Even during times of grief, there was an unspoken need for secrecy among the sorrow-filled heroes gathered, scattered, as the designation speech was solemnly presented by a drenched, dress-suit-clad Aquaman, dressed as such in an effort to respect the surface-world custom of dark clothing during rituals of death. Similarly, each human and metahuman alike was clothed in black formal wear, the only indication that this ceremony was anything more than an unfortunately-oft practiced funeral being each heroic guest's mask worn to protect his or her identity in the unlikely case that a civilian passerby should interrupt. Most prevalent among the disguises was the array of variously-designed domino masks somehow acquired by most cowl-wearing vigilantes, only adding to the sobered mood with their colorless, uniformed style. "…his life, his work, and his legacy will be forever remembered by those who carry his memory with them, and those in generations to come who shall hear tales of his great bravery…" Onlookers stood stoic and silent, each fully aware that, in the inevitable event of another such tragedy befalling their League, his or her name held the all-too-likely possibility of someday adorning a similar stone. Only one cried, her salted tears disappearing into the night as they mingled with falling droplets trailing their way across her naturally-resistant skin. "…there will never be another like him—he can never be replaced in our hearts…"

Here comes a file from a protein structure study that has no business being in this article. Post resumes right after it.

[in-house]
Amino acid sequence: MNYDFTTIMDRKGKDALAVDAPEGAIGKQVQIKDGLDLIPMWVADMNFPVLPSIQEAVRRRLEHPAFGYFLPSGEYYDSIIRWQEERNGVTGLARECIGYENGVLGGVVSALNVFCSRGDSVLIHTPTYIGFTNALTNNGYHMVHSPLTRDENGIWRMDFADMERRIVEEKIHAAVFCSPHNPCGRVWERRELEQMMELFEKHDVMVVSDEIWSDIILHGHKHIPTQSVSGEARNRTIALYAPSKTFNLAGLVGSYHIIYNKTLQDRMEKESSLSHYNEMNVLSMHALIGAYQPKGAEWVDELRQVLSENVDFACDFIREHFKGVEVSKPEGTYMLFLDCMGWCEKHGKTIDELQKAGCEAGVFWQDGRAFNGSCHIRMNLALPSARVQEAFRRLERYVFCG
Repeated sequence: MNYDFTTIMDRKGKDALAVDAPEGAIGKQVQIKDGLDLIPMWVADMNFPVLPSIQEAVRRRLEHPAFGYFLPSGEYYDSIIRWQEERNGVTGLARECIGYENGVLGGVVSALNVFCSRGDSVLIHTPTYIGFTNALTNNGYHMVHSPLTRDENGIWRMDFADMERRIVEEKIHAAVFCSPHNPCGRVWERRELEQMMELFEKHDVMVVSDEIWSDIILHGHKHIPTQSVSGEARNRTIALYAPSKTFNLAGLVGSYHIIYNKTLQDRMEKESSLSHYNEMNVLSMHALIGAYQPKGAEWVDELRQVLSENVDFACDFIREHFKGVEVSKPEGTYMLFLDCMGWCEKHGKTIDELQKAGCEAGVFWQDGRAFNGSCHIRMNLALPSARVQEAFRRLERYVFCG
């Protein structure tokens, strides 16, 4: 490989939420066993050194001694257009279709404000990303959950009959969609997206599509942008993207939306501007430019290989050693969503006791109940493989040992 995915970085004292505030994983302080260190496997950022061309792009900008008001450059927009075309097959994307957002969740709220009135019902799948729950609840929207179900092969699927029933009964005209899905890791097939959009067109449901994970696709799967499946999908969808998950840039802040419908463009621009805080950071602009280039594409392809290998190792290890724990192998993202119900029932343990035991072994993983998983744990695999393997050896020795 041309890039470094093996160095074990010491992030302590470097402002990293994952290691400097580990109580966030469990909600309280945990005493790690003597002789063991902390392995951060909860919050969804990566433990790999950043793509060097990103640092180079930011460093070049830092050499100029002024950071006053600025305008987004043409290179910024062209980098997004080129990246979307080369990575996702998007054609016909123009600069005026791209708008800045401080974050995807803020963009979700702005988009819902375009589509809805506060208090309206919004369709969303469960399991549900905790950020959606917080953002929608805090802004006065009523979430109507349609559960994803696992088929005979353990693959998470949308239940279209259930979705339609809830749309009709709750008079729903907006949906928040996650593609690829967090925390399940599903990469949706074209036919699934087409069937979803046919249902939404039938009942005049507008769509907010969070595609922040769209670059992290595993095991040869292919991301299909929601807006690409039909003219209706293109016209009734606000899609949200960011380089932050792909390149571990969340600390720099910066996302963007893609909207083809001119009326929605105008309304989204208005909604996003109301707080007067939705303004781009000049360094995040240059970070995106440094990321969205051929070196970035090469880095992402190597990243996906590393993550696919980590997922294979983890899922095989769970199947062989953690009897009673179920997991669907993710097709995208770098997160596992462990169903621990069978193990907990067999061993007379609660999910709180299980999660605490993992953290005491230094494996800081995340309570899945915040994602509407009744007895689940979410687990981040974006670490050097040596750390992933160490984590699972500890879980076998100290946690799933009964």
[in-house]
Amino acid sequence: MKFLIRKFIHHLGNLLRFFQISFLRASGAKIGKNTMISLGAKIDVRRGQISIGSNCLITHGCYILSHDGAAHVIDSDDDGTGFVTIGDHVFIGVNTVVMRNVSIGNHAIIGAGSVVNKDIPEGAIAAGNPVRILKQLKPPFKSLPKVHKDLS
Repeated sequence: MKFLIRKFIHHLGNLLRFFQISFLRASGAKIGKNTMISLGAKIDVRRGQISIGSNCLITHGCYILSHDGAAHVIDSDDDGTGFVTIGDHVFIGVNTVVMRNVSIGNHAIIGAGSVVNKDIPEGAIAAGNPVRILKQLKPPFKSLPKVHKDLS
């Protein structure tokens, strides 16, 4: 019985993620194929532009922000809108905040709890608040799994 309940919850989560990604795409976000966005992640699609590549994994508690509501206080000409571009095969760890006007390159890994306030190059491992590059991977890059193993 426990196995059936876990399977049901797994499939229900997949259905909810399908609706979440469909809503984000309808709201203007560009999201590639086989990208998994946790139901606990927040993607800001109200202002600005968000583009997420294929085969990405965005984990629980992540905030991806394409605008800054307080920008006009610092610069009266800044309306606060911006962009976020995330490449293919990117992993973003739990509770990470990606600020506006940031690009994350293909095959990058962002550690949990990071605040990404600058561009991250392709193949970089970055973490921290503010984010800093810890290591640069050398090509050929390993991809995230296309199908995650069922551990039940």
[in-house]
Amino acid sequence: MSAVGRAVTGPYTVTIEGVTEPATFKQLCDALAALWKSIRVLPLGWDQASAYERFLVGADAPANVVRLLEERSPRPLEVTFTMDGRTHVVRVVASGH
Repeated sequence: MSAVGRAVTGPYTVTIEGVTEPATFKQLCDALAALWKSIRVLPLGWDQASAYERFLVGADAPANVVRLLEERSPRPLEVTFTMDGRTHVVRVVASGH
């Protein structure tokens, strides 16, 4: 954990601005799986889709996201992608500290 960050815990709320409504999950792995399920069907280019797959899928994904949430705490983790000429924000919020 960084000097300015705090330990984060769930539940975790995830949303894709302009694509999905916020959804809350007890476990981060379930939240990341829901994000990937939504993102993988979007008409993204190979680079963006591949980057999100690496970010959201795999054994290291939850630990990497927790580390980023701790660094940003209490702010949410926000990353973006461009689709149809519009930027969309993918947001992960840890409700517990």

Bruce tilted his head, glancing over toward where two young heroes had gravitated together. It seemed, to him, as though a lifetime had passed since that fateful Fourth of July so many years ago, bringing the then-teenagers closer than any mere bond of friendship ever could. With the formation of that Team, they had become family, and, despite the countless changes that had brought themselves about over the years since, the remained so. Dick, now bearing the independent identity of Nightwing, stood much as his father did: straight-backed and hard-lined, showing no indication of care as the sleek, long black hair pulled tight dripped steadily down his back. Gone was the jovial, English-butchering, vibrant young thirteen-year-old that had once bounced around the Cave, seemingly without a care in the world, and in his place grew a darker, serious model of the man he had vowed never to become. By his side, easily identifiable by the shock of still-effervescent orange hair, remained the young man who had, at far too young an age, stepped forward to take his revered uncle's hero mantle after the Scarlet Speedster's scarring death. Much like his brother—who shared such a title not by blood, but a bond just as strong—the skirt-chasing little rascal who had once brought neon life to the hardened members of the League had nearly faded from existence, replaced by a stronger man, beaten by tragedy but refusing to be held down for long. Now, only they remained as proof of what had once been—of the covert gathering of talented minors with the fire to change the world.